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I am following you CD. I WISH I could say the same thing!! I tried three different sets of Roadriders before I gave up!

BTW, most of my Roadrider weave issues are above about 70mph.
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Old 03-28-2011, 11:24 AM   #23
Rapid Dog
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...my '78 R100/7 came with Contis.
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Old 03-28-2011, 02:40 PM   #24
dduelin
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One of the tire makers, Dunlop I believe, says if you run a tube in a tubeless tire to select the next speed range up than spec so that would support running V rated tires instead of H. ( V sustained speeds 149+ mph, H sustained 130 mph )Does it make a difference in safety, not likely. My R100 is breathing hard at 110 mph and all done at about 115 and I rarely do that so I am comfortable ignoring the need to upgrade the speed rating.

I ran Spitfire S11's for 30,000 miles, getting about 10,000 miles out of a rear and replacing them as a set though the front had more life in it. They are a fine choice for an airhead offering long wear with good grip. The center of the front tire has a groove that sometimes hunted on grooved pavement or on paint stripes but the forks and frames of these things are rather noodley to start with so wasn't a problem for me. The rear will wear kind of squared off too but again it wasn't a problem for me. This last go around I wanted to try something different so I choose Bridgestone BT45's. I think I had to get a V rated front in my chosen size of 100/90-19. The rear is 110/90. I like the 45's very much, the bike feels better on the side of the tire and it seems to turn in quicker. Hard to tell though, could just be the new tire feel though I now have 3000 miles on them. Lots of miles to go.
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Old 03-28-2011, 03:02 PM   #25
supershaft
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Back in the eighties and nineties I ran a Spitfire on the back and a Conti TKV11 on the front of my LS. I could squeeze between 3000 and 3800 miles out of them but I could usually get two rears out of the front TKV. Man does tire mileage vary!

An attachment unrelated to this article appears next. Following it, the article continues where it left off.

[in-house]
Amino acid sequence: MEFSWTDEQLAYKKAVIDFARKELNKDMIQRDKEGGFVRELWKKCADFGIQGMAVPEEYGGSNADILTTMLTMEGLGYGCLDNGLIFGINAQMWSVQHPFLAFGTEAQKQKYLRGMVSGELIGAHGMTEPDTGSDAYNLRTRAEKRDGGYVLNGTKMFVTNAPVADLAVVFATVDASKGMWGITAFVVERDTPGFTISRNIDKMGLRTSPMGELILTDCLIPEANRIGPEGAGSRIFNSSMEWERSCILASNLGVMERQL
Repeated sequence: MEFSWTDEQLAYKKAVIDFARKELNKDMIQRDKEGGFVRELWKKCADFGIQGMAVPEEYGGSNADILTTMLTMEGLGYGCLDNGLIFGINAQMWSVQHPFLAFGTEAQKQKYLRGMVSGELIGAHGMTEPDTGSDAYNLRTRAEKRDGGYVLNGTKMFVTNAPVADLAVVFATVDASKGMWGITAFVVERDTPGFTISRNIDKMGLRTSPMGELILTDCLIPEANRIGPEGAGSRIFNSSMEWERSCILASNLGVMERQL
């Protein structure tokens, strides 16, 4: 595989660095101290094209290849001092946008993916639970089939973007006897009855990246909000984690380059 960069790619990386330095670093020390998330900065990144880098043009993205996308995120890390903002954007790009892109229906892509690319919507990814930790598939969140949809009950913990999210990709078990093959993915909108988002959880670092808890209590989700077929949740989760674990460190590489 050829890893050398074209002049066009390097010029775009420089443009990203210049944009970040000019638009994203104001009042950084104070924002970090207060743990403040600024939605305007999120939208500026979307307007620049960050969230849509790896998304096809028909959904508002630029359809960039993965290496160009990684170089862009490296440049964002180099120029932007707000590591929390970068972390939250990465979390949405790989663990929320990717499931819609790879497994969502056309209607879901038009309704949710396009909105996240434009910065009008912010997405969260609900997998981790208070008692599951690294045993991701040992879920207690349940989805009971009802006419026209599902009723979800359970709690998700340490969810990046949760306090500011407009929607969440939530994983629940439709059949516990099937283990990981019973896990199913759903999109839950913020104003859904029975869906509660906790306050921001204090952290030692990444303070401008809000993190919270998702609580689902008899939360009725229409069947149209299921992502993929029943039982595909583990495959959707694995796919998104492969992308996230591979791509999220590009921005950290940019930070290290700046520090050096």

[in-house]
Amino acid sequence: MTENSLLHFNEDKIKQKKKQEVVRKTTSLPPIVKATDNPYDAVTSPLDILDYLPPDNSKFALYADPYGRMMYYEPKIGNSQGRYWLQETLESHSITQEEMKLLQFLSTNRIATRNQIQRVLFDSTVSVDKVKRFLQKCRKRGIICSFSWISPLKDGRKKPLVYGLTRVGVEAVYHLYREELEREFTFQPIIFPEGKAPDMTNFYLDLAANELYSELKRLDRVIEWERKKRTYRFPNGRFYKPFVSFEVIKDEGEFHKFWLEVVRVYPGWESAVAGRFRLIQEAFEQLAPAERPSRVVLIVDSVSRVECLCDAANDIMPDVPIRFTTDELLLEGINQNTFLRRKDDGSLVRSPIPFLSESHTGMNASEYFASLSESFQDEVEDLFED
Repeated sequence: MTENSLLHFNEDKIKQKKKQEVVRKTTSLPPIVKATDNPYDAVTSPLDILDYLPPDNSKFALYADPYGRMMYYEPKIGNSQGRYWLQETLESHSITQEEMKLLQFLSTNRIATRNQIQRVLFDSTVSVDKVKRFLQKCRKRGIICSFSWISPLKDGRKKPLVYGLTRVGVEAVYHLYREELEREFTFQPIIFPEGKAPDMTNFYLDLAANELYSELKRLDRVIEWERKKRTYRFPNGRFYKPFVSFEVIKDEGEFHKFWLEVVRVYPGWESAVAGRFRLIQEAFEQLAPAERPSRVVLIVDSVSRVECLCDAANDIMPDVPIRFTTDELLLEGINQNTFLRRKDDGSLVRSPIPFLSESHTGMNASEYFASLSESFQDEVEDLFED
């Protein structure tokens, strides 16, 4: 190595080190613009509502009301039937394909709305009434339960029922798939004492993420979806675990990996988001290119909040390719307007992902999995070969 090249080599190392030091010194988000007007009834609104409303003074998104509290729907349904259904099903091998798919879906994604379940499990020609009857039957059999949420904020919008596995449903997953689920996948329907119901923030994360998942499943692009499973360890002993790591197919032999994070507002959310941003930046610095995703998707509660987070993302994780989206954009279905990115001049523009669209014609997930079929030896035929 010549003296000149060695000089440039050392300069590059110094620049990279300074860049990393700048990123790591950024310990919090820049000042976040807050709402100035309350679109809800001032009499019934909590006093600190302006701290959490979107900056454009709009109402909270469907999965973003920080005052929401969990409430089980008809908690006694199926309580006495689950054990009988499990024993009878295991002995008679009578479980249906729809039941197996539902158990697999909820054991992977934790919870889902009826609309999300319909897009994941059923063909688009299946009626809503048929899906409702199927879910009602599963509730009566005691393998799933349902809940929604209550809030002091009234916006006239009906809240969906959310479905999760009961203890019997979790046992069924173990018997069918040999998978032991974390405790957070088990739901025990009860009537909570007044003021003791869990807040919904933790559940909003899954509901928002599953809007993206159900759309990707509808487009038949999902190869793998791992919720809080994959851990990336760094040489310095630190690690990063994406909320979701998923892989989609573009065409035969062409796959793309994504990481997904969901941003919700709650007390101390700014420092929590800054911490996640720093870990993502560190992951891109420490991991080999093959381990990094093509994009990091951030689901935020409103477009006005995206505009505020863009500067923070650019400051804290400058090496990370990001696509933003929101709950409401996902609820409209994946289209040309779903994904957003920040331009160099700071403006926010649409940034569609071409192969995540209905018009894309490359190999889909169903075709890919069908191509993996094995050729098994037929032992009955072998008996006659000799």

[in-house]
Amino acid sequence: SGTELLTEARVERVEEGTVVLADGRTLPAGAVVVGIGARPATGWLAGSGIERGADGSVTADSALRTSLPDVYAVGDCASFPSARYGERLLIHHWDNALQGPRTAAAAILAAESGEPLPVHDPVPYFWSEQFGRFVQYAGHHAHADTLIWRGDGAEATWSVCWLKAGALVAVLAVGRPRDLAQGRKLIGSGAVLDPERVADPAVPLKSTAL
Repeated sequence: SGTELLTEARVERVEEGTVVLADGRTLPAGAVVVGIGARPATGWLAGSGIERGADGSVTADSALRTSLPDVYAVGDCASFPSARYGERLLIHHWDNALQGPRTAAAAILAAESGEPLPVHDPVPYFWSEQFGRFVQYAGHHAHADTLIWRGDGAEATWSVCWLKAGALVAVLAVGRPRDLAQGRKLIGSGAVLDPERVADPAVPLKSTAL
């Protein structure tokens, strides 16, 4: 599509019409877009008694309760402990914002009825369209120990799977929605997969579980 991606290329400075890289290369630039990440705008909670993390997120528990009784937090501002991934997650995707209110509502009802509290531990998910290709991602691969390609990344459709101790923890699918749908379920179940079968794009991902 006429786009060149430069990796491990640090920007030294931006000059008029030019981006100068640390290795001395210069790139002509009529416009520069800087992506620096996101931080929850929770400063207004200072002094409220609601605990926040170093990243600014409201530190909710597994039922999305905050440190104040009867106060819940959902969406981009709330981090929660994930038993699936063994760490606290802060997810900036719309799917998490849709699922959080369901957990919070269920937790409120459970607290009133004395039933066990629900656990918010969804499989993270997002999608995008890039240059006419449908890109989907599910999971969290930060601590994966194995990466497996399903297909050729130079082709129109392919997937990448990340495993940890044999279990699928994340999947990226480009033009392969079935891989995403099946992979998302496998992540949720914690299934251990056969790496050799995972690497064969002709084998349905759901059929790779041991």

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Old 03-28-2011, 04:21 PM   #26
dduelin
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Quote:
Originally Posted by supershaft View Post
Back in the eighties and nineties I ran a Spitfire on the back and a Conti TKV11 on the front of my LS. I could squeeze between 3000 and 3800 miles out of them but I could usually get two rears out of the front TKV. Man does tire mileage vary!
Anyone running race rubber on an airhead is twice, three, maybe four times the rider I am so it doesn't surprise me.
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Old 03-28-2011, 04:22 PM   #27
Lornce
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Not sure I ever saw a Bridgestone S11 Spitfire before the late '90's?

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Old 03-28-2011, 07:28 PM   #28
Horatio0163
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How about some nice Duro tires? They have that vintage look and come in the listed sizes...

3.25H19

4.00H18
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Old 03-29-2011, 04:27 AM   #29
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Quote:
Originally Posted by Horatio0163 View Post
How about some nice Duro tires? They have that vintage look and come in the listed sizes...

3.25H19

4.00H18
Conti twin knockoffs. Chinese? I would be suspicious for that kind of price. I like to save money as much as anyone but tires are too important to not get top billing.